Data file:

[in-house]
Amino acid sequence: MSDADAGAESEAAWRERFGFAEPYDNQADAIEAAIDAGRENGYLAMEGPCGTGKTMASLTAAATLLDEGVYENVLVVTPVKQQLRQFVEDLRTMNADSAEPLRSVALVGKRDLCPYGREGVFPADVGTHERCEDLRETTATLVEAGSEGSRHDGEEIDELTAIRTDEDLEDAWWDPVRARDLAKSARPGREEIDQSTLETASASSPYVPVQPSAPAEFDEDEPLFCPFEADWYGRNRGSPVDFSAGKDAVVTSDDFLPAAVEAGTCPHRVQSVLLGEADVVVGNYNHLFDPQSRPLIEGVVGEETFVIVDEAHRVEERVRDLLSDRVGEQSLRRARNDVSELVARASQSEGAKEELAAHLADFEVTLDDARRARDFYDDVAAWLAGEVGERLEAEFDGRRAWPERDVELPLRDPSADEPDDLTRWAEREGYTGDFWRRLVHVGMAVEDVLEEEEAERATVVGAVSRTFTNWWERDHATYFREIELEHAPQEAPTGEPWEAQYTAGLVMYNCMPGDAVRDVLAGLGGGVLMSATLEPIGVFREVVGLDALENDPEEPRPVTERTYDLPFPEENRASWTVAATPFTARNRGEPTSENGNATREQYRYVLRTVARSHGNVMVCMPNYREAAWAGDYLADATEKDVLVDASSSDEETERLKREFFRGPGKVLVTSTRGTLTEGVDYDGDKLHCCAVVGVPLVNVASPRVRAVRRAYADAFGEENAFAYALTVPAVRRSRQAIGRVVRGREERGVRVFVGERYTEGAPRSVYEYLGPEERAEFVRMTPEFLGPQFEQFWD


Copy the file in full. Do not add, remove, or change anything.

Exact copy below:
[in-house]
Amino acid sequence: MSDADAGAESEAAWRERFGFAEPYDNQADAIEAAIDAGRENGYLAMEGPCGTGKTMASLTAAATLLDEGVYENVLVVTPVKQQLRQFVEDLRTMNADSAEPLRSVALVGKRDLCPYGREGVFPADVGTHERCEDLRETTATLVEAGSEGSRHDGEEIDELTAIRTDEDLEDAWWDPVRARDLAKSARPGREEIDQSTLETASASSPYVPVQPSAPAEFDEDEPLFCPFEADWYGRNRGSPVDFSAGKDAVVTSDDFLPAAVEAGTCPHRVQSVLLGEADVVVGNYNHLFDPQSRPLIEGVVGEETFVIVDEAHRVEERVRDLLSDRVGEQSLRRARNDVSELVARASQSEGAKEELAAHLADFEVTLDDARRARDFYDDVAAWLAGEVGERLEAEFDGRRAWPERDVELPLRDPSADEPDDLTRWAEREGYTGDFWRRLVHVGMAVEDVLEEEEAERATVVGAVSRTFTNWWERDHATYFREIELEHAPQEAPTGEPWEAQYTAGLVMYNCMPGDAVRDVLAGLGGGVLMSATLEPIGVFREVVGLDALENDPEEPRPVTERTYDLPFPEENRASWTVAATPFTARNRGEPTSENGNATREQYRYVLRTVARSHGNVMVCMPNYREAAWAGDYLADATEKDVLVDASSSDEETERLKREFFRGPGKVLVTSTRGTLTEGVDYDGDKLHCCAVVGVPLVNVASPRVRAVRRAYADAFGEENAFAYALTVPAVRRSRQAIGRVVRGREERGVRVFVGERYTEGAPRSVYEYLGPEERAEFVRMTPEFLGPQFEQFWD